13 steps to bloody good wealth – the name sounds intriguing and captivating. Unlike his last non-fiction, the book’s name doesn’t boast the air of impracticality. However, that’s a gruesome allegation for the 13 steps to bloody good luck was nothing but pure practical implementable and effective advice.
13 steps to bloody good wealth is another non-fiction which this bestselling Indian author has rolled out in association with his friend Sunil Dalal, whom he describes as a commoner who worked hard to learn all the tricks of the trade, which here is ‘accumulating wealth’.
In the entire book, Ashwin Sanghi’s presence could be felt only at few places where you find the anecdotes similar to his last non-fiction. The way these are placed seems strategic enough to get the reader hold his interest in the book, even when the subject of the book may get a bit bland due to the technicalities.
13 STEPS TO BLOODY GOOD WEALTH: What’s it about?
Talking about the content of this book – 13 steps to bloody good wealth, the book has 13 secrets laid out in a strategic manner. However, unlike the last book, I found that the focus on the layout wasn’t emphasised on. The title and layout seemed to have been used just to leverage the success of the author’s previous book. However, that’s something barely a reader would notice.
The book is loaded with useful advice on how to get wealthy. It begins with a very introspective discussion on what wealth really is, and urges the readers to define it for themselves; for wealth is different for different people.
Once the author (mainly Sunil Dalal) is sure that he has made readers do that, he moves on to discuss financial planning for young individuals. He discusses what all one should plan for, and how to set financial goals that will build your dreams.
The book moves into a deeper discussion, which at times gets complicated especially for the beginners, about how to invest money to make it grow. The emphasis is on making money work for you. Hence, the author discusses all the investment strategies in detail. This covers the major part of the book.
Then the author moves on to discuss about tax savings and finally, leaves the readers on a deep introspective mode once again on how wealthy they want to be and what they need to do to chase that goal.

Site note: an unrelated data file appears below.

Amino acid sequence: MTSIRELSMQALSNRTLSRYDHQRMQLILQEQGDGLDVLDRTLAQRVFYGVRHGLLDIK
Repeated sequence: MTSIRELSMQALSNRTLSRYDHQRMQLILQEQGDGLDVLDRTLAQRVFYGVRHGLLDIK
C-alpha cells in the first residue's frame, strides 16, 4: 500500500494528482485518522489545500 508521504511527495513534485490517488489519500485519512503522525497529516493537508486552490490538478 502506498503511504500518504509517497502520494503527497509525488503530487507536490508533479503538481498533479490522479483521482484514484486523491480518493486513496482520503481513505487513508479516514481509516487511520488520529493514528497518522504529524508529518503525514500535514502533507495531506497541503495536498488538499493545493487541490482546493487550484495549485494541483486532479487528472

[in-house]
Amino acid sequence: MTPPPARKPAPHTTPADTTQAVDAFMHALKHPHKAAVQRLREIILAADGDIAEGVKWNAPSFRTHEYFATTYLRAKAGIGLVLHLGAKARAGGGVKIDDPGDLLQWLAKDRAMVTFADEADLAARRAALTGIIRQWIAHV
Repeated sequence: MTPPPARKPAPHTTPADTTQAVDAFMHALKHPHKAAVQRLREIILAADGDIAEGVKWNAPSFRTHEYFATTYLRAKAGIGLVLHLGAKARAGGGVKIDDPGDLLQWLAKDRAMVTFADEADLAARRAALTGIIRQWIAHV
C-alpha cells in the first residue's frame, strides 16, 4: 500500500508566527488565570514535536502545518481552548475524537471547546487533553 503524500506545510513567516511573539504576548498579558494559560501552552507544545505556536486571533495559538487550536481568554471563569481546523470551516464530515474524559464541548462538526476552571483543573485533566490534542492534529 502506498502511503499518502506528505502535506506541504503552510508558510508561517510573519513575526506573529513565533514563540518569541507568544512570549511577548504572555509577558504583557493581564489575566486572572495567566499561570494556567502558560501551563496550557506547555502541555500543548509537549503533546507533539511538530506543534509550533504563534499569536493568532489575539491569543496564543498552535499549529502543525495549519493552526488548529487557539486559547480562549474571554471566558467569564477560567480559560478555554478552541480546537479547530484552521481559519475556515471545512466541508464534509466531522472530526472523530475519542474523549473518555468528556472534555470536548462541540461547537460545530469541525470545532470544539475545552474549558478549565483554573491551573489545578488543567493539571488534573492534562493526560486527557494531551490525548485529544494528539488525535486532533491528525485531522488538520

Why read 13 steps to bloody good wealth?
I speak as a person who has had several confusing discussions on how to invest properly. I understand the importance of financial planning already and it has been a pleasure to see the surprised faces of people of my age when I talk about my retirement. But still, my doubts about, where to invest and how to manage the money I have, bothered me a lot. That pretty much made me buy the book and read it.
I appreciate the simplicity of the book and how the entire book was laid out to first tell people the importance of what they do and they need to do to have a great future. However, I strongly feel it could be emphasised a bit more but then I doubt a person who wouldn’t understand the importance of financial planning would even pick this book. So, taking that into consideration, I admire the beginning of the book.
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As the investment part covers the major chunk of the book, I would call this book more about learning how to invest. It has been explained in a very simple and brief manner. The authors have given a list of resources at the back of the book to continue reading on this subject for deeper knowledge. So, all in all, 13 steps to bloody good wealth makes a great book for very beginners and will give them a good start.
I deeply loved the serious and brief thought the authors leave you with about how much wealthy you want to be and what you need to do to move closer towards that goal.
Overall, I feel if this book was written one and half years back, it could’ve saved a lot of time of a 22-year old who knew she had to learn financial planning sooner than she thinks. It would have definitely helped me save a lot of money as after having worked for about two years and earning more than an average engineer, all I have now is a purse full of coins in the name of savings (and investment).
It somehow is never taught anywhere in schools and in colleges. I passed out as an engineer with no clue on how to truly earn money.
This book can act as a great guide for every college pass out who is stepping into the real world and who truly wants to have a financially successful life. If you have gotten a bit late, a lot like me, then you must rush to buy your copy and start reading it. You’ll do yourself a favour.
My Ratings: 4/5 stars
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